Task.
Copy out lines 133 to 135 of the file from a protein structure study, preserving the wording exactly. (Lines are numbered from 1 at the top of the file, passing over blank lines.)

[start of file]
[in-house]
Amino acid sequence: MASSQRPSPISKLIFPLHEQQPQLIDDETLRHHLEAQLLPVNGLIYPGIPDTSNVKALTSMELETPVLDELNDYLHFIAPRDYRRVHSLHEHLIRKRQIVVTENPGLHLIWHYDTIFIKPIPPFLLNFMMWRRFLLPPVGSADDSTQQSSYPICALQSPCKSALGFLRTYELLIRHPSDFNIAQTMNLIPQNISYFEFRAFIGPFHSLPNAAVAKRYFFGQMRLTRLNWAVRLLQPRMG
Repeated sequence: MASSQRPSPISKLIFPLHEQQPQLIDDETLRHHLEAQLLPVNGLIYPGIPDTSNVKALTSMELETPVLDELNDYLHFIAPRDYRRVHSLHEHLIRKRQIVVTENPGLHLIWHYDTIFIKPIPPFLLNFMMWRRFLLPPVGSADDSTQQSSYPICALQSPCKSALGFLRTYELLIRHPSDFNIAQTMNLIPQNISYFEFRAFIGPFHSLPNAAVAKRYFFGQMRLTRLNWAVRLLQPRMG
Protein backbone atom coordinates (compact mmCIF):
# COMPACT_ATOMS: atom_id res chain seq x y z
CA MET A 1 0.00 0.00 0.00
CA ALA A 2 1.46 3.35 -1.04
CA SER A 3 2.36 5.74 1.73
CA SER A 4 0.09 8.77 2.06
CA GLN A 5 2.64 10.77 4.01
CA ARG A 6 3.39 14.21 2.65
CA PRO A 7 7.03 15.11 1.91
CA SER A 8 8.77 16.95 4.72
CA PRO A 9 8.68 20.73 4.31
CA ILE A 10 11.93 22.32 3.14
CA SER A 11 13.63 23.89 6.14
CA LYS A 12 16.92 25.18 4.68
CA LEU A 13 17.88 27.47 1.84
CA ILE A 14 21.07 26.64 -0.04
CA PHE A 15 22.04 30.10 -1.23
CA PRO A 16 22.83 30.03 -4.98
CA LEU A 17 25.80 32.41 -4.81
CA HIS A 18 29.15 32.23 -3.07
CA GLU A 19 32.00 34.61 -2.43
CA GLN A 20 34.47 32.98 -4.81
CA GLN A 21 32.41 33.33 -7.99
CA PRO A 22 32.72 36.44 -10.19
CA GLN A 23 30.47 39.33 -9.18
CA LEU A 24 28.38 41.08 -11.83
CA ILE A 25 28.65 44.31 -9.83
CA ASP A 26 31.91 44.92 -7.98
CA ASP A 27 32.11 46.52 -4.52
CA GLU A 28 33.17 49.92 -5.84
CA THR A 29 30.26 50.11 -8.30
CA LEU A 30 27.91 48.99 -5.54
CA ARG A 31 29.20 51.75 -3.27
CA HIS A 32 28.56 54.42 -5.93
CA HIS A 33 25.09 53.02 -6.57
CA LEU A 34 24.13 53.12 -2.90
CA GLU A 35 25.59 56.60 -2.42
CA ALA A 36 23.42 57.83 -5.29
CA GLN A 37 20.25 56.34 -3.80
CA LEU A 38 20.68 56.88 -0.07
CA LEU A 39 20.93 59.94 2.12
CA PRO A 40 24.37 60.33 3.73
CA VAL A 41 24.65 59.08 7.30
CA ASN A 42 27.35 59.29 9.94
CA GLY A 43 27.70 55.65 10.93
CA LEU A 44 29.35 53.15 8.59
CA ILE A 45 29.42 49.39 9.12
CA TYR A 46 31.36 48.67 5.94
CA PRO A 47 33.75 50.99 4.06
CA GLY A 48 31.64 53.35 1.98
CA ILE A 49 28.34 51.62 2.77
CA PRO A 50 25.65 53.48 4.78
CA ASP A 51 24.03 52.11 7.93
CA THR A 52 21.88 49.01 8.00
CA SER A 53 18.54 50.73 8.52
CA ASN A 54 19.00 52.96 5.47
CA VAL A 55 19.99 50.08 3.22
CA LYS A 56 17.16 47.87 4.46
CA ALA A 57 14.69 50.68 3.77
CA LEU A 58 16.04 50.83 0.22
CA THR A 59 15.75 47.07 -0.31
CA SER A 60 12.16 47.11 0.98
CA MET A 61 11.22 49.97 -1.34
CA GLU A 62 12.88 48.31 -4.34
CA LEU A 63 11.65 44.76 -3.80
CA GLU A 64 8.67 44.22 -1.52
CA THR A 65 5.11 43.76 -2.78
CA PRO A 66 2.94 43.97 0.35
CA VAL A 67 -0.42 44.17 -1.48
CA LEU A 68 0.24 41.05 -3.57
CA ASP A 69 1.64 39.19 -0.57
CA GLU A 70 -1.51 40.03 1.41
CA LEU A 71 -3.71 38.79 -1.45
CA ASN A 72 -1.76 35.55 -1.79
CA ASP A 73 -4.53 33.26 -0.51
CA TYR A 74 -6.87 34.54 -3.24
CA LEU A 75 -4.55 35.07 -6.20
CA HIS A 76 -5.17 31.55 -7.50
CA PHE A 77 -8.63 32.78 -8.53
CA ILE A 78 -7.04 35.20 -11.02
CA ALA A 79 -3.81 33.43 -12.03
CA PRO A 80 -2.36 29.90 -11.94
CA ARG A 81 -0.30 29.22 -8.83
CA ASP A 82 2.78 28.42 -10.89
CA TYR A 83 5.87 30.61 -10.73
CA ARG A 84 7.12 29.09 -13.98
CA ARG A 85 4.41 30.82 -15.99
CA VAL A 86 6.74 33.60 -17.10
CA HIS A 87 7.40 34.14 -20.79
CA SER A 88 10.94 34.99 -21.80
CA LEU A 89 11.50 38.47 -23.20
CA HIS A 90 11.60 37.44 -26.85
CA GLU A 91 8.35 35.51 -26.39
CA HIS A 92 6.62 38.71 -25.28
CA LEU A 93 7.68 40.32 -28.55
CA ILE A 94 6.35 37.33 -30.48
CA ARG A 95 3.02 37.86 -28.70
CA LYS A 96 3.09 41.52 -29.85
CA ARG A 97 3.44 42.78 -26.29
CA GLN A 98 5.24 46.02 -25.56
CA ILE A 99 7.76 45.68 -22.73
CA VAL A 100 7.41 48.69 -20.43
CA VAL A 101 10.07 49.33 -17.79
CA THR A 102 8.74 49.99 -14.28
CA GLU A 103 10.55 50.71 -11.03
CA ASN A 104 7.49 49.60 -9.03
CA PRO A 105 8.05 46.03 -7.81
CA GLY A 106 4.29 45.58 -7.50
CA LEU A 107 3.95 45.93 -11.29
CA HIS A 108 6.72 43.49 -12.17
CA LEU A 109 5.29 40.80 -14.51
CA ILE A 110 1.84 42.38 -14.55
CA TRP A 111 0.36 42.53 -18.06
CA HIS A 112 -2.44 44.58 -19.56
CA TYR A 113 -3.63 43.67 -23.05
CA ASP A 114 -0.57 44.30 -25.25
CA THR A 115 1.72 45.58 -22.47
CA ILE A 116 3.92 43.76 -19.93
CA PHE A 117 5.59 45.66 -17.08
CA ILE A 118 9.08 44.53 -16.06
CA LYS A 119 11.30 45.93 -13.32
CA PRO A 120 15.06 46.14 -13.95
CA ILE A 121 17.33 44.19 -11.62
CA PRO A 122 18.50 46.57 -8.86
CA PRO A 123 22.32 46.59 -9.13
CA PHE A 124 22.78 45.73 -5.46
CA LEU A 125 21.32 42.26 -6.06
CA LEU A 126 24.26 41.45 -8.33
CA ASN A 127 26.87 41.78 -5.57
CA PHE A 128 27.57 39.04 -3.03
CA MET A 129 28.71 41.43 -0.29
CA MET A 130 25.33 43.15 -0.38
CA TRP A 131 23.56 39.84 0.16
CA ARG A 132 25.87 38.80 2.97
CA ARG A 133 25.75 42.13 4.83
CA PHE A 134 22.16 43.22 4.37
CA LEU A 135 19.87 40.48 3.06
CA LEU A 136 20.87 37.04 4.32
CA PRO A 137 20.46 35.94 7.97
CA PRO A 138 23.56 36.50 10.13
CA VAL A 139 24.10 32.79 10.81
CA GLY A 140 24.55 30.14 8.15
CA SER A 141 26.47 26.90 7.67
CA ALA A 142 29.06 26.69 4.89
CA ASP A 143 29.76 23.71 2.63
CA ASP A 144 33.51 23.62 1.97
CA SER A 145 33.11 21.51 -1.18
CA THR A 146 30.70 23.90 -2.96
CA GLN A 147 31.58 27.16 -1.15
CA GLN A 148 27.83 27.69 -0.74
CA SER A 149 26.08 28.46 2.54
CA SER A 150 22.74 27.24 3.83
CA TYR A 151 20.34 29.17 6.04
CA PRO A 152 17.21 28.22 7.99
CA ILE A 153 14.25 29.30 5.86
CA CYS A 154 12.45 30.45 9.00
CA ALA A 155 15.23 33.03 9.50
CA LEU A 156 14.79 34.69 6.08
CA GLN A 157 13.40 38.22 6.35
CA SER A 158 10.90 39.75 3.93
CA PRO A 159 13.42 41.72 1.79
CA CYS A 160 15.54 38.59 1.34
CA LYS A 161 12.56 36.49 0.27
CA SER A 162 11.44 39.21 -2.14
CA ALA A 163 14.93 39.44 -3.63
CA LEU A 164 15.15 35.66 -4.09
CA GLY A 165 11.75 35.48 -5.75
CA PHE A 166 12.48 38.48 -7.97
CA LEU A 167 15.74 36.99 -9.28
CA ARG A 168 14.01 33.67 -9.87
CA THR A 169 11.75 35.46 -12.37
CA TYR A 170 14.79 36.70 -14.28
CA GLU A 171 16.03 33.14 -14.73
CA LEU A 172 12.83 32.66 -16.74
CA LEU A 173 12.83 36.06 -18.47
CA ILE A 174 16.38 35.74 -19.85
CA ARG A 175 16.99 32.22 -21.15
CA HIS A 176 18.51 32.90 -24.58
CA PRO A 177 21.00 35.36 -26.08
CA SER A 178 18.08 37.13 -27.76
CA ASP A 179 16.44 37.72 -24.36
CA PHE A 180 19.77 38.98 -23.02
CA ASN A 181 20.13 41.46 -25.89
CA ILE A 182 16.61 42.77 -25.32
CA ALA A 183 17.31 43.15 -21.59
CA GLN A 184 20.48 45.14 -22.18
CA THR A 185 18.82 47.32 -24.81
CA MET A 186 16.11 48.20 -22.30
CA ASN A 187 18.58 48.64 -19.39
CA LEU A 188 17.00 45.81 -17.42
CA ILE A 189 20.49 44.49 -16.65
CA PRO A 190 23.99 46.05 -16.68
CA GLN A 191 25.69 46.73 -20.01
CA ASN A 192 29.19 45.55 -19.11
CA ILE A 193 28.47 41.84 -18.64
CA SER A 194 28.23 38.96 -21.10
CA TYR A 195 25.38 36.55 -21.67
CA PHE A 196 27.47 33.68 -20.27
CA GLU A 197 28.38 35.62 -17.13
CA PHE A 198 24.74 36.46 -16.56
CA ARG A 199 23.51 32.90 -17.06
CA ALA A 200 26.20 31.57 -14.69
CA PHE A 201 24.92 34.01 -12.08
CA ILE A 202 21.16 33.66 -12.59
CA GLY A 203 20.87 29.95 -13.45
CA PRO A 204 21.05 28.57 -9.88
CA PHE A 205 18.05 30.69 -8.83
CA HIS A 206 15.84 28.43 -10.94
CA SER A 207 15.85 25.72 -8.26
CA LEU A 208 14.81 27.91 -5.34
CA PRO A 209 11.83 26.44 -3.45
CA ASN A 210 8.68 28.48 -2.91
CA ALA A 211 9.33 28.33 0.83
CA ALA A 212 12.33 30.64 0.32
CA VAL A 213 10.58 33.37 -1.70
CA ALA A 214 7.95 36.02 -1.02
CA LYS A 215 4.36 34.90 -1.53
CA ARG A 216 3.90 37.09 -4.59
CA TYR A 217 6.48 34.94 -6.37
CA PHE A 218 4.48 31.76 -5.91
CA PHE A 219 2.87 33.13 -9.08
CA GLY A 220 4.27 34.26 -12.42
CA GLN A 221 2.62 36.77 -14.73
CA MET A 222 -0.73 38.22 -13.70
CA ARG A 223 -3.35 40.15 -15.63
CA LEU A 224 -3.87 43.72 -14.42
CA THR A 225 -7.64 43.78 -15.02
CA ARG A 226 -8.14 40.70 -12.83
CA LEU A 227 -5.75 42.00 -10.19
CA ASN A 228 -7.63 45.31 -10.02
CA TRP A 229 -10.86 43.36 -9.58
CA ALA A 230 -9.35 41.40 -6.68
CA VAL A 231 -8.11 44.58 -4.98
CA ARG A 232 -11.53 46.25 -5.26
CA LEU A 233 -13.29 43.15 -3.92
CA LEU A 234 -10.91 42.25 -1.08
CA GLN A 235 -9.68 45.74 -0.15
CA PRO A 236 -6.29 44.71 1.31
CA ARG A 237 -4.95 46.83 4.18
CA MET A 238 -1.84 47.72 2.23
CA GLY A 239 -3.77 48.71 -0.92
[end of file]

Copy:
CA PHE A 128 27.57 39.04 -3.03
CA MET A 129 28.71 41.43 -0.29
CA MET A 130 25.33 43.15 -0.38